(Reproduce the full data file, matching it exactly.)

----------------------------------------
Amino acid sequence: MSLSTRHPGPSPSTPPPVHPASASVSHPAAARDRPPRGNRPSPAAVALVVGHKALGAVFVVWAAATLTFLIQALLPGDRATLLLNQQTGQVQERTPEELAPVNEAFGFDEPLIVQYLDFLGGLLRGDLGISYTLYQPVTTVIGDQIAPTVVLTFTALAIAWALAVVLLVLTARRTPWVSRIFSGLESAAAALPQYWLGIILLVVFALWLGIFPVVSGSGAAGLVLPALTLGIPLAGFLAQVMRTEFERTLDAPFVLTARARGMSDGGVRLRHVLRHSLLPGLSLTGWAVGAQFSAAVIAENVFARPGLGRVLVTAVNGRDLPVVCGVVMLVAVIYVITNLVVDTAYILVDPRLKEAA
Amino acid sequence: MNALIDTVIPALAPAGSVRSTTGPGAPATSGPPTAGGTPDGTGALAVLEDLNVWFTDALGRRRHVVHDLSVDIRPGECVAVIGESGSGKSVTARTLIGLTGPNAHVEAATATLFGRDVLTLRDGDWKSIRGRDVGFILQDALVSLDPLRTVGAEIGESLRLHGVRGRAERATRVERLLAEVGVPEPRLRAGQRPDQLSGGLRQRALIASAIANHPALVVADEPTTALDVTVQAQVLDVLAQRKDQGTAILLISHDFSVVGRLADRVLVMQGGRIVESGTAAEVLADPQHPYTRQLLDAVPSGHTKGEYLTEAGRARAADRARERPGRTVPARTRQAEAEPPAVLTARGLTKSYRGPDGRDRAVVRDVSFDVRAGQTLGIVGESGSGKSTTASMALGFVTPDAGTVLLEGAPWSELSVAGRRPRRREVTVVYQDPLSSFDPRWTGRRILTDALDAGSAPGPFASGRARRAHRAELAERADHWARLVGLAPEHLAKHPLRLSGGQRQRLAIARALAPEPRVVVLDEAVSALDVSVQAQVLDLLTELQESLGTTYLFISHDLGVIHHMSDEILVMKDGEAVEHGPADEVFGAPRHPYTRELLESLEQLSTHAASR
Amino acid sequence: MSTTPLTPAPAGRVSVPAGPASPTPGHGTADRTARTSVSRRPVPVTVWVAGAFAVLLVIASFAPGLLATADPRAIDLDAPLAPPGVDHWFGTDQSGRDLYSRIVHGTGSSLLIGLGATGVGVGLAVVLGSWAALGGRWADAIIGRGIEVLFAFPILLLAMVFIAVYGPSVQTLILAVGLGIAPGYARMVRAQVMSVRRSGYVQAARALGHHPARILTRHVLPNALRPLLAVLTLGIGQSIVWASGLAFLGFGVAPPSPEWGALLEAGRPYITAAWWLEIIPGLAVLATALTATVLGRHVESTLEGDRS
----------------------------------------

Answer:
Amino acid sequence: MSLSTRHPGPSPSTPPPVHPASASVSHPAAARDRPPRGNRPSPAAVALVVGHKALGAVFVVWAAATLTFLIQALLPGDRATLLLNQQTGQVQERTPEELAPVNEAFGFDEPLIVQYLDFLGGLLRGDLGISYTLYQPVTTVIGDQIAPTVVLTFTALAIAWALAVVLLVLTARRTPWVSRIFSGLESAAAALPQYWLGIILLVVFALWLGIFPVVSGSGAAGLVLPALTLGIPLAGFLAQVMRTEFERTLDAPFVLTARARGMSDGGVRLRHVLRHSLLPGLSLTGWAVGAQFSAAVIAENVFARPGLGRVLVTAVNGRDLPVVCGVVMLVAVIYVITNLVVDTAYILVDPRLKEAA
Amino acid sequence: MNALIDTVIPALAPAGSVRSTTGPGAPATSGPPTAGGTPDGTGALAVLEDLNVWFTDALGRRRHVVHDLSVDIRPGECVAVIGESGSGKSVTARTLIGLTGPNAHVEAATATLFGRDVLTLRDGDWKSIRGRDVGFILQDALVSLDPLRTVGAEIGESLRLHGVRGRAERATRVERLLAEVGVPEPRLRAGQRPDQLSGGLRQRALIASAIANHPALVVADEPTTALDVTVQAQVLDVLAQRKDQGTAILLISHDFSVVGRLADRVLVMQGGRIVESGTAAEVLADPQHPYTRQLLDAVPSGHTKGEYLTEAGRARAADRARERPGRTVPARTRQAEAEPPAVLTARGLTKSYRGPDGRDRAVVRDVSFDVRAGQTLGIVGESGSGKSTTASMALGFVTPDAGTVLLEGAPWSELSVAGRRPRRREVTVVYQDPLSSFDPRWTGRRILTDALDAGSAPGPFASGRARRAHRAELAERADHWARLVGLAPEHLAKHPLRLSGGQRQRLAIARALAPEPRVVVLDEAVSALDVSVQAQVLDLLTELQESLGTTYLFISHDLGVIHHMSDEILVMKDGEAVEHGPADEVFGAPRHPYTRELLESLEQLSTHAASR
Amino acid sequence: MSTTPLTPAPAGRVSVPAGPASPTPGHGTADRTARTSVSRRPVPVTVWVAGAFAVLLVIASFAPGLLATADPRAIDLDAPLAPPGVDHWFGTDQSGRDLYSRIVHGTGSSLLIGLGATGVGVGLAVVLGSWAALGGRWADAIIGRGIEVLFAFPILLLAMVFIAVYGPSVQTLILAVGLGIAPGYARMVRAQVMSVRRSGYVQAARALGHHPARILTRHVLPNALRPLLAVLTLGIGQSIVWASGLAFLGFGVAPPSPEWGALLEAGRPYITAAWWLEIIPGLAVLATALTATVLGRHVESTLEGDRS